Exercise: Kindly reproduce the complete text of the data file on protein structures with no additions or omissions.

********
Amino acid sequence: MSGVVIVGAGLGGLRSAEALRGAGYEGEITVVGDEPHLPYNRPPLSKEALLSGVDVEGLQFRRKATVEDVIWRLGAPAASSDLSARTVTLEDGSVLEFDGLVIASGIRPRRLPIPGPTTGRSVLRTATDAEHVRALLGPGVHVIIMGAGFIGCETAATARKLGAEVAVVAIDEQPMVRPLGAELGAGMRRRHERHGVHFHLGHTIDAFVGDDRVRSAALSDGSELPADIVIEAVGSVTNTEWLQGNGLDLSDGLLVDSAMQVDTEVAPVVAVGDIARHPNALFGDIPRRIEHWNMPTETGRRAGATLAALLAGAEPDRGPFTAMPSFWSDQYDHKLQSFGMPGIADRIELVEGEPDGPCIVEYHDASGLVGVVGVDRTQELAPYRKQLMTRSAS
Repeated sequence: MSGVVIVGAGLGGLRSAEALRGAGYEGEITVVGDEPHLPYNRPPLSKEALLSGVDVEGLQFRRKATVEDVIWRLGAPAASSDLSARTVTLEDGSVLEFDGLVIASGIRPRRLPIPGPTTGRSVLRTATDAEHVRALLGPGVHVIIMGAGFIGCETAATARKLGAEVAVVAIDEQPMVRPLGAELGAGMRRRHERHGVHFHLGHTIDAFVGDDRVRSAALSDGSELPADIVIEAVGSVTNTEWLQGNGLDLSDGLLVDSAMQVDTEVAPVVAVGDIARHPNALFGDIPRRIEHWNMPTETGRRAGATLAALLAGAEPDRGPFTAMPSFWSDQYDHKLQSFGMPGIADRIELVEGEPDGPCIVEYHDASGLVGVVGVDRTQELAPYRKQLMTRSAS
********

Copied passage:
Amino acid sequence: MSGVVIVGAGLGGLRSAEALRGAGYEGEITVVGDEPHLPYNRPPLSKEALLSGVDVEGLQFRRKATVEDVIWRLGAPAASSDLSARTVTLEDGSVLEFDGLVIASGIRPRRLPIPGPTTGRSVLRTATDAEHVRALLGPGVHVIIMGAGFIGCETAATARKLGAEVAVVAIDEQPMVRPLGAELGAGMRRRHERHGVHFHLGHTIDAFVGDDRVRSAALSDGSELPADIVIEAVGSVTNTEWLQGNGLDLSDGLLVDSAMQVDTEVAPVVAVGDIARHPNALFGDIPRRIEHWNMPTETGRRAGATLAALLAGAEPDRGPFTAMPSFWSDQYDHKLQSFGMPGIADRIELVEGEPDGPCIVEYHDASGLVGVVGVDRTQELAPYRKQLMTRSAS
Repeated sequence: MSGVVIVGAGLGGLRSAEALRGAGYEGEITVVGDEPHLPYNRPPLSKEALLSGVDVEGLQFRRKATVEDVIWRLGAPAASSDLSARTVTLEDGSVLEFDGLVIASGIRPRRLPIPGPTTGRSVLRTATDAEHVRALLGPGVHVIIMGAGFIGCETAATARKLGAEVAVVAIDEQPMVRPLGAELGAGMRRRHERHGVHFHLGHTIDAFVGDDRVRSAALSDGSELPADIVIEAVGSVTNTEWLQGNGLDLSDGLLVDSAMQVDTEVAPVVAVGDIARHPNALFGDIPRRIEHWNMPTETGRRAGATLAALLAGAEPDRGPFTAMPSFWSDQYDHKLQSFGMPGIADRIELVEGEPDGPCIVEYHDASGLVGVVGVDRTQELAPYRKQLMTRSAS